Critics said it represented a "bail out" of the firm but TfL deny this.
As expected, there's more sides to this story than a town hall clock. Transport secretary Ruth Kelly said: "The settlement gives London Underground the resources needed to manage Metronet's administration and move toward a more stable long-term footing and continue the work to maintain, renew and upgrade the Underground."
The unions, in the shape of Bob Crow, say: "It was bad enough that Metronet's collapse cast a shadow over London's essential Tube upgrades, and it is scandalous that the public will have to pick up the £1.7 billion bill to pay off its lenders."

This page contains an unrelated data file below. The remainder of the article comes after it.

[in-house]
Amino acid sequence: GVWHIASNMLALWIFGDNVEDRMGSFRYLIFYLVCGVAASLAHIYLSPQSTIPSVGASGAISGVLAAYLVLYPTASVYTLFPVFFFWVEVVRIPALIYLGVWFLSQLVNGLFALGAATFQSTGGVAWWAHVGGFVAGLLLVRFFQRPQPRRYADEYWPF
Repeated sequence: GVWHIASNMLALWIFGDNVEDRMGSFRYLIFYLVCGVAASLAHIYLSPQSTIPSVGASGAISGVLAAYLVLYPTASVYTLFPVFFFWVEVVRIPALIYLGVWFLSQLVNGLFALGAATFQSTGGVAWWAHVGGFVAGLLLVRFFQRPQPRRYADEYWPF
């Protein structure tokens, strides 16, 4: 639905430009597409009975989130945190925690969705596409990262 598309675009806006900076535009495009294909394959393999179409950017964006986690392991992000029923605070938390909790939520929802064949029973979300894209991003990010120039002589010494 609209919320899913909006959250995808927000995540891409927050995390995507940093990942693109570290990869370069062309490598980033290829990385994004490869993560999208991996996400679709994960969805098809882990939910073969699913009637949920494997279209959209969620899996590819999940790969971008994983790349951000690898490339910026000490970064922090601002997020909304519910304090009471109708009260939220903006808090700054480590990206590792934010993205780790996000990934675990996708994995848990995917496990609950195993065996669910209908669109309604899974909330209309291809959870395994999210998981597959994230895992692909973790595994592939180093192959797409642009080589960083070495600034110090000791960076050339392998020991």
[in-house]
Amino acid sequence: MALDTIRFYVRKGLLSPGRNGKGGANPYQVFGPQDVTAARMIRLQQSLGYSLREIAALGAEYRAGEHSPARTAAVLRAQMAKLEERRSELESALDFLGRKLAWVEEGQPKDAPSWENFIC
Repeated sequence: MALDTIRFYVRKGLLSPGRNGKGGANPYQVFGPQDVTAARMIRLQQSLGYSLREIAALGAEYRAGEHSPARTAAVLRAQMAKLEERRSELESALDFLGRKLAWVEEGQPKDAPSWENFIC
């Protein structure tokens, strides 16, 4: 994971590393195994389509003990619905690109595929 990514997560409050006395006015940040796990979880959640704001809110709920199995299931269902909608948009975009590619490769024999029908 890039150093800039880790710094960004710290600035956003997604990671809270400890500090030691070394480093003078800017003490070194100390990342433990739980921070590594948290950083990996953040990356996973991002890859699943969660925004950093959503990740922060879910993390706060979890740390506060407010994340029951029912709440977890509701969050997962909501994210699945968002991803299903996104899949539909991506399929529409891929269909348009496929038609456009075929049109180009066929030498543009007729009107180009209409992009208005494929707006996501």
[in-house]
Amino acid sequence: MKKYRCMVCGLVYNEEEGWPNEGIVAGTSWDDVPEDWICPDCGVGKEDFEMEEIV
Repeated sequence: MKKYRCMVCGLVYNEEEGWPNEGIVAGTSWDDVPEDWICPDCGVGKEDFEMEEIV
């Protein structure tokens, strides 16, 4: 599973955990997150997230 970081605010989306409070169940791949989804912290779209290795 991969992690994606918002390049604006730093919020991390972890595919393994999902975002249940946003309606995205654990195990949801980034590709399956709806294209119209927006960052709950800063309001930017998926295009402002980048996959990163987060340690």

A spokesperson for the Department of Transport said "This does not represent a bail-out. The money would have been paid back to the lenders over the course of the PPP contracts had Metronet stayed in business."
Brian Cooke, spokesman for passenger group London TravelWatch, said: "We hope the confirmation of funding means that TfL can now speed up any work on the transport network that may have been delayed because of fears that TfL would have to bear the cost of Metronet's collapse".